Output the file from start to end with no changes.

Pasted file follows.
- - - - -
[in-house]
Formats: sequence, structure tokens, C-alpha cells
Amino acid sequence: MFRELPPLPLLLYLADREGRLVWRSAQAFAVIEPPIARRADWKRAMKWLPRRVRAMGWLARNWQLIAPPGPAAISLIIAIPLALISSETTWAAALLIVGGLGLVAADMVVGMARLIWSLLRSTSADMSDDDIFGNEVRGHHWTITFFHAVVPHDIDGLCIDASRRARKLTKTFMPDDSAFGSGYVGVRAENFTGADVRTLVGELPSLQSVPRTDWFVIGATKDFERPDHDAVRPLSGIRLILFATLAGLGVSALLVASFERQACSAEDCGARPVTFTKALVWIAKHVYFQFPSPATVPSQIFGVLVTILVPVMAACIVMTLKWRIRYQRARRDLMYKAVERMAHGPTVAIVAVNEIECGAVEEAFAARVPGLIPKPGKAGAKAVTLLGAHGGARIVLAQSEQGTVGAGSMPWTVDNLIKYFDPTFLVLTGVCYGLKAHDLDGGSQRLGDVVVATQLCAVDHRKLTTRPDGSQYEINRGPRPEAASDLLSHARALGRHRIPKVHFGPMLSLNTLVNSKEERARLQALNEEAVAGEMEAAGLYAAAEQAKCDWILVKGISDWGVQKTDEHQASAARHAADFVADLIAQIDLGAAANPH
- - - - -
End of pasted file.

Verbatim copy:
[in-house]
Formats: sequence, structure tokens, C-alpha cells
Amino acid sequence: MFRELPPLPLLLYLADREGRLVWRSAQAFAVIEPPIARRADWKRAMKWLPRRVRAMGWLARNWQLIAPPGPAAISLIIAIPLALISSETTWAAALLIVGGLGLVAADMVVGMARLIWSLLRSTSADMSDDDIFGNEVRGHHWTITFFHAVVPHDIDGLCIDASRRARKLTKTFMPDDSAFGSGYVGVRAENFTGADVRTLVGELPSLQSVPRTDWFVIGATKDFERPDHDAVRPLSGIRLILFATLAGLGVSALLVASFERQACSAEDCGARPVTFTKALVWIAKHVYFQFPSPATVPSQIFGVLVTILVPVMAACIVMTLKWRIRYQRARRDLMYKAVERMAHGPTVAIVAVNEIECGAVEEAFAARVPGLIPKPGKAGAKAVTLLGAHGGARIVLAQSEQGTVGAGSMPWTVDNLIKYFDPTFLVLTGVCYGLKAHDLDGGSQRLGDVVVATQLCAVDHRKLTTRPDGSQYEINRGPRPEAASDLLSHARALGRHRIPKVHFGPMLSLNTLVNSKEERARLQALNEEAVAGEMEAAGLYAAAEQAKCDWILVKGISDWGVQKTDEHQASAARHAADFVADLIAQIDLGAAANPH